A woman wrapped in a baby blanket sits in a nursery staring ahead

Migraines and Breastfeeding

Last updated: May 2022

In my experience, breastfeeding has a lot of ups and downs.

The pros and cons of breastfeeding

I love the bonding time with my daughter – even during the late-night feeds – and I love that my body can provide for her in this way. I didn’t know if I would get this experience with her, so I’m grateful for as long as it lasts.

I’ve realized, though, that other aspects aren’t as loving – like the aspects of it that make me more prone to a migraine.

My posture while nursing

If I’m not mindful of my posture while nursing, it creates a lot of tension in my upper back, shoulders, and neck that prime me for my next migraine. I felt the tension, but when my osteopathic doctor expressed the importance of posture during breastfeeding for managing my migraines, I started to pay closer attention.

Really, her recommendations are relevant whether you’re breast- or bottle-feeding a baby. So, this can help all the mommas who suffer from migraines out there.

Use props and pillows

The first step for me was using pillows and other props like blankets to support my daughter while she nurses. It enabled me to be hands-free, so I wasn’t having to hold or physically support her during her feeds.

MyBreastFriend or Boppy nursing pillow

There are, of course, so many options on the market that you can buy. MyBreastFriend is a popular one – it’s a foam pillow designed to wrap around your waist and give the baby a surface to lay on while feeding. I’ve found it extremely helpful, but the Boppy nursing pillow is also similar.

Regular pillows and blankets

Of course, the reality is you don’t need a specific nursing pillow. You could create your own setup with the pillows and blankets you already have at home. The goal is to bring the baby up to the level of your breast so they can nurse and you can be hands-free. It's a game-changer from having to hold a baby in your arms for 30 to 40 minutes. It is relieving in and of itself, and I avoid a lot of muscular tension.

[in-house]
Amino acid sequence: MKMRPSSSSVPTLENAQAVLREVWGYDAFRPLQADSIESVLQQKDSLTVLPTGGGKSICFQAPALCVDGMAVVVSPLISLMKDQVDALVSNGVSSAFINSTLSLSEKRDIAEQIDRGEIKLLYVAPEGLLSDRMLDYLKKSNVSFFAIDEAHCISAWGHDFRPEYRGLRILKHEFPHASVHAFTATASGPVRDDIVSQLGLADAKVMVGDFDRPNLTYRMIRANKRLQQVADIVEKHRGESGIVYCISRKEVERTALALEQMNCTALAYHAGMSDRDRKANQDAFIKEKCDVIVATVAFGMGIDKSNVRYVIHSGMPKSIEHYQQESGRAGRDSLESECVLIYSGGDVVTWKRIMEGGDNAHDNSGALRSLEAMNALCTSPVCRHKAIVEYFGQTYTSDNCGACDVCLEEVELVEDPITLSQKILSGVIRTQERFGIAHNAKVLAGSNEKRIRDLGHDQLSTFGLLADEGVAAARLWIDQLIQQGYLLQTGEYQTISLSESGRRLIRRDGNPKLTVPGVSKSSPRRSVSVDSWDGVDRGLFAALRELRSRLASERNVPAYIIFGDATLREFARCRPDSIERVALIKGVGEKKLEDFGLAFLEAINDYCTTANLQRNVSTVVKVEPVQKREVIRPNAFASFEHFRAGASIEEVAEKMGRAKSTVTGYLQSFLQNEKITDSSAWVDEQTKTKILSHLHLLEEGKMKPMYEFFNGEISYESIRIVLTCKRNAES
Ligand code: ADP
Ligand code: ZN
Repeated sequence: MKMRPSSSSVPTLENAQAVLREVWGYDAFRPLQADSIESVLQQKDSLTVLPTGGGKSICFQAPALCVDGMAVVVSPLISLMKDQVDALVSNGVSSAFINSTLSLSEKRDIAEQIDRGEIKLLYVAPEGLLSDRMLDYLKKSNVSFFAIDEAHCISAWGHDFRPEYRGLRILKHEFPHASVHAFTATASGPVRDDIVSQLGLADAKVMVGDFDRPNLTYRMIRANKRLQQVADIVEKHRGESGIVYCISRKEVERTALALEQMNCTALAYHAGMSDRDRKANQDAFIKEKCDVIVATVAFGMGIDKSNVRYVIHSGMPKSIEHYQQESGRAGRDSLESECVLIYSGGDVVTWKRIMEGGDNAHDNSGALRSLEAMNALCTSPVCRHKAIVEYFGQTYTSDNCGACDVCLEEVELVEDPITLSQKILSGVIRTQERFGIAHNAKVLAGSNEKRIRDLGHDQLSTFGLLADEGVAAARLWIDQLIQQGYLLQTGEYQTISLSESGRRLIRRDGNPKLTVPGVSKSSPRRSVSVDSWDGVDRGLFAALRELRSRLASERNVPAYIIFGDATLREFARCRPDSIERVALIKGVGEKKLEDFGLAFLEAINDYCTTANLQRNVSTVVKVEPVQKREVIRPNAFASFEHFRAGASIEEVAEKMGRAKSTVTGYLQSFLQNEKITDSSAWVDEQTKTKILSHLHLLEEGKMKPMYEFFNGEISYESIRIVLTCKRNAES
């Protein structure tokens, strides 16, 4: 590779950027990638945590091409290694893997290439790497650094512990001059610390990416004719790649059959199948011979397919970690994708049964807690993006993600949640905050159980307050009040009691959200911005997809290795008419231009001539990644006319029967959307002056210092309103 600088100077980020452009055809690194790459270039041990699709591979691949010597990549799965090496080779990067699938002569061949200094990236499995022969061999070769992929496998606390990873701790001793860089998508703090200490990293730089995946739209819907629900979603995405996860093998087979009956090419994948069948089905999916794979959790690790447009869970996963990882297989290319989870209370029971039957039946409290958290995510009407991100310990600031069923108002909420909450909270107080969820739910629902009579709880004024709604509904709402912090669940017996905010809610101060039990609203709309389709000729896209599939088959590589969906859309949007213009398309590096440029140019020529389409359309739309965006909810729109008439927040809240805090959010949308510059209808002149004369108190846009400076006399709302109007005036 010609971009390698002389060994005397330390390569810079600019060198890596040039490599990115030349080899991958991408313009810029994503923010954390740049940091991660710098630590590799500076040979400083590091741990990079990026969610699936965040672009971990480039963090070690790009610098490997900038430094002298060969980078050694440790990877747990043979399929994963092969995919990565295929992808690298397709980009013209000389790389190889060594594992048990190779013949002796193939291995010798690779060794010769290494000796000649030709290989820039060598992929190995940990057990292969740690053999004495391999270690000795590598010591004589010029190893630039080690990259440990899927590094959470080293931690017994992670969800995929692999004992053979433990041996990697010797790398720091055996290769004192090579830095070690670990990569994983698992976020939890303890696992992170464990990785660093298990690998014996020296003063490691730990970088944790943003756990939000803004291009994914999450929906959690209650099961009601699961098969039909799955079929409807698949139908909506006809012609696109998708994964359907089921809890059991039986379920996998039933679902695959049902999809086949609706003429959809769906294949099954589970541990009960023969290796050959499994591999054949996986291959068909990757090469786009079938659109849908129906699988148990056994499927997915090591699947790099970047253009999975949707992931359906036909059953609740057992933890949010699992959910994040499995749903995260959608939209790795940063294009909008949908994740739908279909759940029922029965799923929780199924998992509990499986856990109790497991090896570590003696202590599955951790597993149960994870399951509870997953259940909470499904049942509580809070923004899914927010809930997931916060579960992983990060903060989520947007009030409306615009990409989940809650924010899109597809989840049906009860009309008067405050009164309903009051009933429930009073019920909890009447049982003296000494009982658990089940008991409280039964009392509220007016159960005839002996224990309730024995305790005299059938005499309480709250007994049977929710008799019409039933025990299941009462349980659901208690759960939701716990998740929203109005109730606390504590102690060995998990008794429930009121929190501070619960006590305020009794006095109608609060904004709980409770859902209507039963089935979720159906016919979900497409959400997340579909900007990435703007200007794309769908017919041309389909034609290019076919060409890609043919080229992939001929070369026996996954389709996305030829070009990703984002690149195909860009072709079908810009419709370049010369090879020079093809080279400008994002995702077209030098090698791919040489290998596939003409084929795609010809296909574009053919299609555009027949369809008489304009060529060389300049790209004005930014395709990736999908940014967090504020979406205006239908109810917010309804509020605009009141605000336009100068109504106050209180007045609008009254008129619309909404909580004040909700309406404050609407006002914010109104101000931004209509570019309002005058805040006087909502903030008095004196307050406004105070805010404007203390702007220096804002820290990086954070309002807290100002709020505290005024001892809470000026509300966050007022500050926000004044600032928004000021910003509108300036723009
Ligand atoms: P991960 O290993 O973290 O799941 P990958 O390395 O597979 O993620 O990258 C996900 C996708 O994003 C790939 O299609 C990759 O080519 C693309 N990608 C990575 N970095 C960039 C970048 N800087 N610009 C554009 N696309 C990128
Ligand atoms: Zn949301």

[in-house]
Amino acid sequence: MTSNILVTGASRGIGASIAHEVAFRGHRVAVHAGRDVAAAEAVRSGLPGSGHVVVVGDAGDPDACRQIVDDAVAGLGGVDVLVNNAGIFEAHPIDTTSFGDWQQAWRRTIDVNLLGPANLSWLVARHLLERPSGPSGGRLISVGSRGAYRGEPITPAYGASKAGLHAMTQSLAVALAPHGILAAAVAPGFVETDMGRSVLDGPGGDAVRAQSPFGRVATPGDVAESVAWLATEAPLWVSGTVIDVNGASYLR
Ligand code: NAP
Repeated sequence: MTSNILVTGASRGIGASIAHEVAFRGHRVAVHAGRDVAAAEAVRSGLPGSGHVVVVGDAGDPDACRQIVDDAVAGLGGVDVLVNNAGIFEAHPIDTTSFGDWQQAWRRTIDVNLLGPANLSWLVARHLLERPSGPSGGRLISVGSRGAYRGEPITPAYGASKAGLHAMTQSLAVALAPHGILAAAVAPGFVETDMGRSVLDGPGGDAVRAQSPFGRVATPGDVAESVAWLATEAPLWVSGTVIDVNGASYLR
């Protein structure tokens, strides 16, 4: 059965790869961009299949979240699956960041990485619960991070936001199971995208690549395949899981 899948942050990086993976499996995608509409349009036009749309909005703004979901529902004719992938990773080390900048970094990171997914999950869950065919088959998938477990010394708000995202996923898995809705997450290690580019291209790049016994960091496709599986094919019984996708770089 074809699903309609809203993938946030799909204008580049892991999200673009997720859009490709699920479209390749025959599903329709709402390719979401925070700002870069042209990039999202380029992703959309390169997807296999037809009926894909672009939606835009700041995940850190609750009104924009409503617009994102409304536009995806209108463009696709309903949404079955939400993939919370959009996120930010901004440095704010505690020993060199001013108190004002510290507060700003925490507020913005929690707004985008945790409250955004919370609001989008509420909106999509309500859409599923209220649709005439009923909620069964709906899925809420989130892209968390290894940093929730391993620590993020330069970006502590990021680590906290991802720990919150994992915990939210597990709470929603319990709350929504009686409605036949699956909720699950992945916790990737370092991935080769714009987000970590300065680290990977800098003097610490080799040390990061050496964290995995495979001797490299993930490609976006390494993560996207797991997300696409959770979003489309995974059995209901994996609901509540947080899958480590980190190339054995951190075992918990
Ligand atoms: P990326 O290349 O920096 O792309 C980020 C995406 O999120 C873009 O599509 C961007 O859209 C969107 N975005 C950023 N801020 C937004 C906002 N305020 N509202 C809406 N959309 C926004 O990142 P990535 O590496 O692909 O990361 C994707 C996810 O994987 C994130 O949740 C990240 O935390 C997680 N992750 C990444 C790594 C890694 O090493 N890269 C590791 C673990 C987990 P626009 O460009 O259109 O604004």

Don't look down

I have to admit this next tip, I didn’t like and still don’t like, but it’s helped. My osteopathic doctor asked where I was looking while nursing. At my beautiful baby, of course!

I love admiring all the features on her sweet face. I love seeing how much she changes each week. And I love giving her head a gentle stroke while she nurses. While those moments fill my heart with so much love, they fill my neck and head with a lot of tension.

Looking at my baby creates tension

She explained that when I’m constantly looking down for an extended period, it creates tension at the base of my head and neck. At the time, that’s where I was feeling a lot of tension, and it felt like the root of my migraine, so I knew she was right.

Now I try to gaze straight ahead while she nurses. I certainly look down on occasion, but I can’t deny that it’s made a tremendous difference in how I feel.

Taking steps to avoid migraine

Most importantly, I have more confidence that I’m taking the steps I need to be less prone to a migraine, and that’s worth it! This is just my experience, but I know I’m not alone as a momma with migraines. What have you found helpful in avoiding migraines while navigating the early days of motherhood?

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This article represents the opinions, thoughts, and experiences of the author; none of this content has been paid for by any advertiser. The Migraine.com team does not recommend or endorse any products or treatments discussed herein. Learn more about how we maintain editorial integrity here.

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